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Long-term Occupational Exposure to Nickel

Cancer of the lungs, nasal mucosa, and less frequently, of the larynx account for the most serious consequences of usually long-term occupational exposure to nickel.

The first cases of respiratory tract cancers were noted in 1932, in Clyclach (Wales) nickel refinery. It has been established that nickel sulfide and nickel oxide are the most carcinogenic agents of all the nickel compounds encountered. Workers engaged in nickel manufacturing and refining appear to run the highest risk of exposure to nickel compounds.

It emphasized the likelihood of nickel-exposed workers to develop lung cancer as significantly higher among smokers than nonsmokers, particularly asbestos workers.

Nickel, like beryllium compounds, has been capable of damaging DNA and impairing its synthesis in certain systems. Available data are considered inadequate for classifying it as convincingly genotoxic.

Apart from being carcinogenic, nickel is also a commonly known producer of local inflammatory reactions on the skin, chiefly due to sensitization. In workers of a nickel refinery, and even children residing in the vicinity of the plant, there were found to be significantly elevated levels of some serum proteins classed among so-called acute reactants.

Nickel and nickel compounds are known to play a significant role in the etiology of eczematous processes on the human skin. It is estimated that about 513of all cases of eczema are caused by contact with nickel or nickel compounds. Nickel dermatitis sometimes referred to as nickel itch, maybe both in occupationally and non occupationally exposed individuals, especially women as a result of direct contact with stainless steel and nickel-plated articles, such as coins, cooking utensils, watches, costume jewelry, etc. leaking of nickel from these metals assists in skin absorption resulting in allergic reactions and dermatitis and may be enhanced by sweat and cosmetics.

For the action of adverse biological effects of beryllium and nickel of primary importance is their solubility in water and serum and from the stomatoiogy’s viewpoint, in the saliva.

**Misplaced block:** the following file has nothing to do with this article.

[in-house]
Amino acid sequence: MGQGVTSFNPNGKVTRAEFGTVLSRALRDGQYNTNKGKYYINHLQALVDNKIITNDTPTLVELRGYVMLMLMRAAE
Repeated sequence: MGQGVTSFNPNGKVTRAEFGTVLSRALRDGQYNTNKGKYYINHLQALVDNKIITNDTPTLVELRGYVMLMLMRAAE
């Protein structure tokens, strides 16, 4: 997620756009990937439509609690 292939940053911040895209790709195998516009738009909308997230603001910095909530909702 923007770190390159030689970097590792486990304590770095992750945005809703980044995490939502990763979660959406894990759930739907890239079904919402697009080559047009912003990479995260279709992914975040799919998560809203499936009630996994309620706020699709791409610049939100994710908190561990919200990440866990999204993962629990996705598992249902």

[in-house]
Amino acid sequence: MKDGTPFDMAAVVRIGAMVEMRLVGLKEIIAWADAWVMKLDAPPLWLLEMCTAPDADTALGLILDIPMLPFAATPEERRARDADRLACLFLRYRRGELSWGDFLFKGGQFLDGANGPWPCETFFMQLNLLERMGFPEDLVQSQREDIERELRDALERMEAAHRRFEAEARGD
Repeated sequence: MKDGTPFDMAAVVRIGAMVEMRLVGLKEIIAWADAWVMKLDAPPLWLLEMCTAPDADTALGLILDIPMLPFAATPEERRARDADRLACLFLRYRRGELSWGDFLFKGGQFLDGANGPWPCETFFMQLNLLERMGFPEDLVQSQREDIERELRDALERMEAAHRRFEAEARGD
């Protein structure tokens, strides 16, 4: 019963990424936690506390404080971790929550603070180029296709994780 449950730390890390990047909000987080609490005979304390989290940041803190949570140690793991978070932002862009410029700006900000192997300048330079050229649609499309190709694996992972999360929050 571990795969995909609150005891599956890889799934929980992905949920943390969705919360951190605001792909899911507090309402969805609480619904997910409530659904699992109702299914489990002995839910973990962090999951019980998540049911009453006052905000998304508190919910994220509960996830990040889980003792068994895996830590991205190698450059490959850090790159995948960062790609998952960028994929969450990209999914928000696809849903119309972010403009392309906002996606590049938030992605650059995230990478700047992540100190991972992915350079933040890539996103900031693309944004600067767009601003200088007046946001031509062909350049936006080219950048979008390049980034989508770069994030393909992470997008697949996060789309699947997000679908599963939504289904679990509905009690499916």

So far, no cases of malignant tumors at sites of dental prostheses have been reported, but local sarcomas have developed in humans and domestic animals at sites of metallic implants and prostheses mode of nickel, chromium, and cobalt alloys. The latency of the “implant” sarcomas varies within a wide range, mean ten years in humans. But the incidence of related tumors does not appear to be high since the metal pins, plates, screws, and joints have been implanted for the last 20 years in thousands of patients and domestic animals. Moreover, due to the multimetal composition of these devices, it is impossible to blame only nickel for the induction of tumors, as the other main components, chromium, and cobalt, also produce tumors in experimental animals. Nevertheless, among these metals nickel is the most potent carcinogen.

Examination of prostate tissue always shows nickel is present. For some reason, the metal nickel is always drawn to the prostate. Bacteria love and need nickel and are attracted to the prostate because of it. Nickel is the meal ticket causing prostatitis and urinary tract infections.

The above-mentioned adverse health effects, namely immunotoxicity and carcinogenicity of both metals, fully justify caution in their application of materials designed for the productions of prosthetics. They represent potential health risk aspects due to the usage of nickel alloys for these purposes and because of the high sensitization potential of beryllium.

REFERENCES
Bencho, V. nickel: A Review of its Occupational and Environmental Toxicology J. Hyg Epidermology Immunology., 1982: 27; 237-247.

Bennet B.G. Environmental Nickel Pathways to Man. In: Nickel in the Human Environment. Sunderman. F.IW Jr. (Ed) IARC Sci. Publ. no 55, Lyon, 1984.

Brown, S.S., and Sunderman, F.W. Jr. Progress in Nickel Toxicology. Blackwell Sci. Publ., Oxford, 1985.

Kasprzak, K.S., Nickel in Genotoxic and Carcinogenic Metals: Environmental and Occupational Exposure. Fishbeib, L. Furst Princeton, N.J. 1987, p. 145-184

IRAC Overall Evaluations of Carcinogenicity: An Updating of IRAC Monographs Volumes 1-42. Supplement 7, Lyon, International Agency for Research for Cancer. 1987, 127-128.

Sunderman, F.F. Jr. Carcinogenic Risk of Metal Implants and Prostheses. In: Biocompatibility of CO-CR-NI Alloys H.F. Hilderbrand and M. Champy (Eds), Plenum Press, London, 1987.

Waalkes, M.P., Rhem S., Kasprzak, K.S. and Isaaq, H. Inflammatory, Proliferative and Neoplasic Lesions at Site of Metallic Identification Ear Tags in Wistar (Crl) (Wi Br) Rats. Cancer Res., 1987: 47; 2445-2450.

Nordberg, G. Pershagen, G. Metal Interactions in Carcinogenesis. In: Carcinogenic and Mutagenic Metal Compounds. Merian, E. Frei, R.W., Hardi W. Schalter, C. (Eds), Gordon and Beach Science Publishers, New York, 1885, p. 491-511.

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